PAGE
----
Amazon's Real Motivation for Raising Wages

A month ago, the socialist senator supreme, Bernie Sanders, introduced the Stop BEZOS (Stop Bad Employers by Zeroing Out Subsidies) Act, which would tax large corporations at a rate equal to the amount of federal benefits their employees receive from the government. Never mind Sanders's own personal wealth or Amazon owner Jeff Bezos's status as one of the socialist archenemies of Liberty — the bill was an effort to mobilize Bernie's voters this fall.

So it's no surprise on a couple of counts to see Amazon raise its internal minimum wage to $15 an hour. Good for Amazon ... except there's a catch.

Bezos, the world's richest man, gets a little breathing room with his fellow socialists for appearing virtuous, tamping down criticism of working conditions and unionization efforts at Amazon-owned Whole Foods, while also squeezing his competitors as the labor market tightens. A booming Amazon, now with more than $1 trillion in market cap, can — and probably should — afford to pay its workers more, but its local, "mom and pop" competitors don't have the profit margins to do likewise.

If this was just good old-fashioned market competition, it would be one thing. But Bezos didn't stop with his own action. No, like any "good" Big Business mogul, he's also getting in bed with Big Government, simultaneously announcing that Amazon will lobby to raise the federal minimum wage from $7.25 to $15 an hour. All the while, Bezos's Washington Post can make the media case for a higher minimum wage.

Amazon did essentially the same thing by leading the way advocating for an Internet sales tax. Its massive infrastructure could handle the added burden, so why not foist it onto smaller competitors to damage their bottom line?

As for the minimum wage itself, we've always argued that the true minimum is $0 an hour — employers will hire fewer workers if those workers are more expensive to employ. Washington, DC, of all places, has at least partly conceded this reality. The Democrat-run city council of DC, where Hillary Clinton beat Donald Trump by 86 points, took the first step in repealing Initiative 77, which gradually raises the minimum wage in the district even for restaurant servers and bartenders to $15 an hour plus tips. Restaurant workers actually opposed the wage hike. Sometimes a modicum of economic sanity can prevail even in leftist bastions.



Trump trade deals with Canada, Mexico, South Korea and Japan keep "America first" promise, isolate China

Everyone knew the North American Free Trade Agreement (NAFTA) was a bad deal. President Obama knew. Hillary Clinton knew. President Trump knew. But only President Trump was willing to use our leverage to push our neighbors to the negotiating table and work out a strong, better deal for the U.S. While previous presidents pandered to other nations in the name of globalization, Trump is pursuing bilateral trade relations which are more likely to put American first and get our workers back on the job.

NAFTA resulted in significant job loss as manufacturing sectors moved to Mexico, wages in the U.S. stagnated while working conditions in Mexico deteriorated as well.

While many American political leaders seemed to agree the deal was bad, former President Barack Obama never followed through on his campaign promise to renegotiate the deal — a promise he made repeatedly in Aug. 2007, Nov. 2007, Dec. 2007, Jan. 2008, and Feb. 2008. Similarly, in July 2016 Hillary Clinton denounced the deal saying it “had not lived up to its promises” and promised to rework it.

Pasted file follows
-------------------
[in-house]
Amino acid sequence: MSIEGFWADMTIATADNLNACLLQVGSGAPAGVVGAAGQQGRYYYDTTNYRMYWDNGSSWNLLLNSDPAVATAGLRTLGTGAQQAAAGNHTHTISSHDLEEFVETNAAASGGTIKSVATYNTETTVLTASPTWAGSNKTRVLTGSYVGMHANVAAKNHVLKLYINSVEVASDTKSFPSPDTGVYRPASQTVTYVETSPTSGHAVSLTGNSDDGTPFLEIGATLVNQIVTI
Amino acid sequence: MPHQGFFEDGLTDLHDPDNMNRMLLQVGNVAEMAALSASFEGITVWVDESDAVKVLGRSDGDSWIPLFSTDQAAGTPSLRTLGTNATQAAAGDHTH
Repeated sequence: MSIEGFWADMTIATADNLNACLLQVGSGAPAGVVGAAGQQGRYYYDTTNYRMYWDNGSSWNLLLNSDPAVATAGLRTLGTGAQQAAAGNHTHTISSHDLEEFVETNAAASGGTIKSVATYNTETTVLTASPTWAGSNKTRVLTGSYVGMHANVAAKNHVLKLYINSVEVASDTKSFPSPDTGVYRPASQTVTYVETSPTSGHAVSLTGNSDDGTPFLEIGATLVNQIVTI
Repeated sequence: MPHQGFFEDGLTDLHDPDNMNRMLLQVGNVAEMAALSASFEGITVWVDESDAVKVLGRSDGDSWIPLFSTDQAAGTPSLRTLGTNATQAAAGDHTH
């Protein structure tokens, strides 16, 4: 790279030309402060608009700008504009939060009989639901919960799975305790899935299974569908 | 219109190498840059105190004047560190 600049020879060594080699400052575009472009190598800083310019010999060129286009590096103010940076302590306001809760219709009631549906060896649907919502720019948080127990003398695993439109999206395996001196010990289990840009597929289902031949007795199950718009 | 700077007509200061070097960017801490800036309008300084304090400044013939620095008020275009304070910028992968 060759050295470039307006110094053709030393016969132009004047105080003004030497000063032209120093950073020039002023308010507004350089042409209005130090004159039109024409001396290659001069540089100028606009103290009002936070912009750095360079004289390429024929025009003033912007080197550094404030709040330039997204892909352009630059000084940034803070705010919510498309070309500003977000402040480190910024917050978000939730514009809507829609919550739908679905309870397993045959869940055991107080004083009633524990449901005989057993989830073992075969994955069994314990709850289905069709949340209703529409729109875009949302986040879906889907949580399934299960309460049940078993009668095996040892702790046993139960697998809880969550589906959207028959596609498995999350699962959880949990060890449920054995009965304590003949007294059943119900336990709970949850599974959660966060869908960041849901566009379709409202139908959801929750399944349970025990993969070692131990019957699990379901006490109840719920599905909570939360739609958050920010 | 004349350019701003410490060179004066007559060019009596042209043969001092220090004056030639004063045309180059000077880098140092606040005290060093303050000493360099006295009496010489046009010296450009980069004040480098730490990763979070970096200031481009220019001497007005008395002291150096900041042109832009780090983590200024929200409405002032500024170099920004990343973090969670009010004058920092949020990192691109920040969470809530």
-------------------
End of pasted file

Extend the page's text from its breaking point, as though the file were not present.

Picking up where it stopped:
Instead, Obama pursued the Trans-Pacific Partnership (TPP) — a deal that included Canada, Mexico, Singapore, Brunei, New Zealand, Chile, Australia, Peru, Vietnam, Malaysia and Japan — and which would have continued displacing U.S. workers and allowing other countries to lead the rules of trade. Obama’s globalist approach worked so hard to bring 11 other nations to the table, it left the U.S. behind. In Jan. 2017, President Trump withdrew from the TPP and plotted a different course.

By renegotiating NAFTA, President Trump has set a new course of smaller, individual trade agreements that work in the U.S. and our partner’s interest. This is already evidenced by the U.S.-Mexico-Canada Agreement (USMCA). For what the agreement lacks in a catchy acronym it seems to make up for in substance.

The deal will require 75 percent of duty-free car content be produced in the region with 40 percent being produced by $16-an-hour labor, this will bring manufacturing back to the US while helping Mexican workers who currently make cars for less than $4-an-hour.  U.S. farmers are also expected to see a boost in production as harmful limitations on dairy imports by Canada have been dropped in the new deal.

Following President Trump’s meeting at the United Nations last month, Japanese Prime Minister Shinzo Abe agreed to begin formal trade negotiations with the Trump Administration. This move has been praised by the U.S. Chamber of Commerce and the National Cattlemen’s Beef Association.

Japan was originally part of the TPP, but since Trump removed the U.S. from that deal, Japan can now work with the U.S. directly to form a deal that actually benefits both countries, particularly in the auto industry. According to the White House, the agreement will “For the United States, market access outcomes in the motor vehicle sector will be designed to increase production and jobs in the United States in the motor vehicle industries…”

David Gossack, vice president for Asia at the Chamber of Commerce explained, “As the world’s third largest economy, Japan is one of the most important export markets for American goods and services. These new discussions should help put U.S. businesses on a level playing with our foreign competitors and address longstanding issues between our two nations.”